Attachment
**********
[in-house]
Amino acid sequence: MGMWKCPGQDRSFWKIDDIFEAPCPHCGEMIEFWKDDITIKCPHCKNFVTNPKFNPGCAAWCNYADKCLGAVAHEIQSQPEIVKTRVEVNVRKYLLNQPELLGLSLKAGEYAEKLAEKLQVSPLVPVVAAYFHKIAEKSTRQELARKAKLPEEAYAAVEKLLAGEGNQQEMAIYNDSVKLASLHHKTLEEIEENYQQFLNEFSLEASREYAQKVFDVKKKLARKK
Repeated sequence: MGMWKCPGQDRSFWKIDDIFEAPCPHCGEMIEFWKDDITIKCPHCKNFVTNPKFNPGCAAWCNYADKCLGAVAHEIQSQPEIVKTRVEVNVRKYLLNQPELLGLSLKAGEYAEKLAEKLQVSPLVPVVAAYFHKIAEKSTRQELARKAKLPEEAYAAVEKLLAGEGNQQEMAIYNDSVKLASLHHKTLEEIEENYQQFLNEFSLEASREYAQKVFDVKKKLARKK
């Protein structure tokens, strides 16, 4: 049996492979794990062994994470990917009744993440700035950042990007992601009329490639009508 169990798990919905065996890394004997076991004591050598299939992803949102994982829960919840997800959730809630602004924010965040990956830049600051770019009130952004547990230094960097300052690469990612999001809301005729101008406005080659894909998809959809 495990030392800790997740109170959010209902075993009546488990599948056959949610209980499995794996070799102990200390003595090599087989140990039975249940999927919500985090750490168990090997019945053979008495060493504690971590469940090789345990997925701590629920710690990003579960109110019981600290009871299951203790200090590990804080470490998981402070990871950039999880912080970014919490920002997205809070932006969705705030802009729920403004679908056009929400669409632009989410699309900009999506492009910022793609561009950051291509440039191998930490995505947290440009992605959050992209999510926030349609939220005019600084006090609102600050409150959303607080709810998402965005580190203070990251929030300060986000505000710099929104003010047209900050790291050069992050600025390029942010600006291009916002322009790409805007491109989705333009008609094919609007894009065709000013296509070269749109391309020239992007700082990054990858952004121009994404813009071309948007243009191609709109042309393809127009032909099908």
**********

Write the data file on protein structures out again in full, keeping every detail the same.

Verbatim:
[in-house]
Amino acid sequence: MGMWKCPGQDRSFWKIDDIFEAPCPHCGEMIEFWKDDITIKCPHCKNFVTNPKFNPGCAAWCNYADKCLGAVAHEIQSQPEIVKTRVEVNVRKYLLNQPELLGLSLKAGEYAEKLAEKLQVSPLVPVVAAYFHKIAEKSTRQELARKAKLPEEAYAAVEKLLAGEGNQQEMAIYNDSVKLASLHHKTLEEIEENYQQFLNEFSLEASREYAQKVFDVKKKLARKK
Repeated sequence: MGMWKCPGQDRSFWKIDDIFEAPCPHCGEMIEFWKDDITIKCPHCKNFVTNPKFNPGCAAWCNYADKCLGAVAHEIQSQPEIVKTRVEVNVRKYLLNQPELLGLSLKAGEYAEKLAEKLQVSPLVPVVAAYFHKIAEKSTRQELARKAKLPEEAYAAVEKLLAGEGNQQEMAIYNDSVKLASLHHKTLEEIEENYQQFLNEFSLEASREYAQKVFDVKKKLARKK
């Protein structure tokens, strides 16, 4: 049996492979794990062994994470990917009744993440700035950042990007992601009329490639009508 169990798990919905065996890394004997076991004591050598299939992803949102994982829960919840997800959730809630602004924010965040990956830049600051770019009130952004547990230094960097300052690469990612999001809301005729101008406005080659894909998809959809 495990030392800790997740109170959010209902075993009546488990599948056959949610209980499995794996070799102990200390003595090599087989140990039975249940999927919500985090750490168990090997019945053979008495060493504690971590469940090789345990997925701590629920710690990003579960109110019981600290009871299951203790200090590990804080470490998981402070990871950039999880912080970014919490920002997205809070932006969705705030802009729920403004679908056009929400669409632009989410699309900009999506492009910022793609561009950051291509440039191998930490995505947290440009992605959050992209999510926030349609939220005019600084006090609102600050409150959303607080709810998402965005580190203070990251929030300060986000505000710099929104003010047209900050790291050069992050600025390029942010600006291009916002322009790409805007491109989705333009008609094919609007894009065709000013296509070269749109391309020239992007700082990054990858952004121009994404813009071309948007243009191609709109042309393809127009032909099908």